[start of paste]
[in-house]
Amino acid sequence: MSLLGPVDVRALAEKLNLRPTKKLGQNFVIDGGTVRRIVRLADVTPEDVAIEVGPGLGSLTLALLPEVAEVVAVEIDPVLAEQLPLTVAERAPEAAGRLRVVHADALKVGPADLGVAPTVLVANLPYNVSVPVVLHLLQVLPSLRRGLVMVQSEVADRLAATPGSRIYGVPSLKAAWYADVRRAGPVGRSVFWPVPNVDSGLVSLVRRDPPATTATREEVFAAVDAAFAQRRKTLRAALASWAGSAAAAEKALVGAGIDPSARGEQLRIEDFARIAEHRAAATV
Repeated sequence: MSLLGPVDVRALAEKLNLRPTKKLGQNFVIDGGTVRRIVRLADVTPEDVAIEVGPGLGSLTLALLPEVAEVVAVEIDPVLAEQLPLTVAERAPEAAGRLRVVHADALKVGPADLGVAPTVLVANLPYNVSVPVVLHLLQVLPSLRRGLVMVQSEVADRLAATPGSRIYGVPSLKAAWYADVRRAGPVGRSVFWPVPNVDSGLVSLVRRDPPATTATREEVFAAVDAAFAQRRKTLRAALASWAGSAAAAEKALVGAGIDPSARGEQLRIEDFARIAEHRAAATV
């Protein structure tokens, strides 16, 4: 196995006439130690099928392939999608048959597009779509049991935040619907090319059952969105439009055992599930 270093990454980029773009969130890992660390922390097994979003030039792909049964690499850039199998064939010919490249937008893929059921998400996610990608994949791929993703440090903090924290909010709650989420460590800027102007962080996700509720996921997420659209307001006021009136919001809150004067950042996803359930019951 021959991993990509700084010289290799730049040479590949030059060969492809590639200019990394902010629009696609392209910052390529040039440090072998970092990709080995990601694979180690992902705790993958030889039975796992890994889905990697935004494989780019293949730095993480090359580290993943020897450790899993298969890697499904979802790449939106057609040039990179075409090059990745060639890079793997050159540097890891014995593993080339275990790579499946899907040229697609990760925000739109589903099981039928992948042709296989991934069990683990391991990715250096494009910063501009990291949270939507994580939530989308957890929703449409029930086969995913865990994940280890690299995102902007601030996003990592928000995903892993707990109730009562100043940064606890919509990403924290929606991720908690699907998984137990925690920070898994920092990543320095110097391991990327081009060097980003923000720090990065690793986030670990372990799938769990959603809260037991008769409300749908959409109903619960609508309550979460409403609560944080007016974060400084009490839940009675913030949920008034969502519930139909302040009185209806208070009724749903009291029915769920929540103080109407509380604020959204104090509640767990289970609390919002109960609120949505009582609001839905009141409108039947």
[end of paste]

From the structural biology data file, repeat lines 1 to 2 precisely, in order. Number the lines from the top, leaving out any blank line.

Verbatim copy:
[in-house]
Amino acid sequence: MSLLGPVDVRALAEKLNLRPTKKLGQNFVIDGGTVRRIVRLADVTPEDVAIEVGPGLGSLTLALLPEVAEVVAVEIDPVLAEQLPLTVAERAPEAAGRLRVVHADALKVGPADLGVAPTVLVANLPYNVSVPVVLHLLQVLPSLRRGLVMVQSEVADRLAATPGSRIYGVPSLKAAWYADVRRAGPVGRSVFWPVPNVDSGLVSLVRRDPPATTATREEVFAAVDAAFAQRRKTLRAALASWAGSAAAAEKALVGAGIDPSARGEQLRIEDFARIAEHRAAATV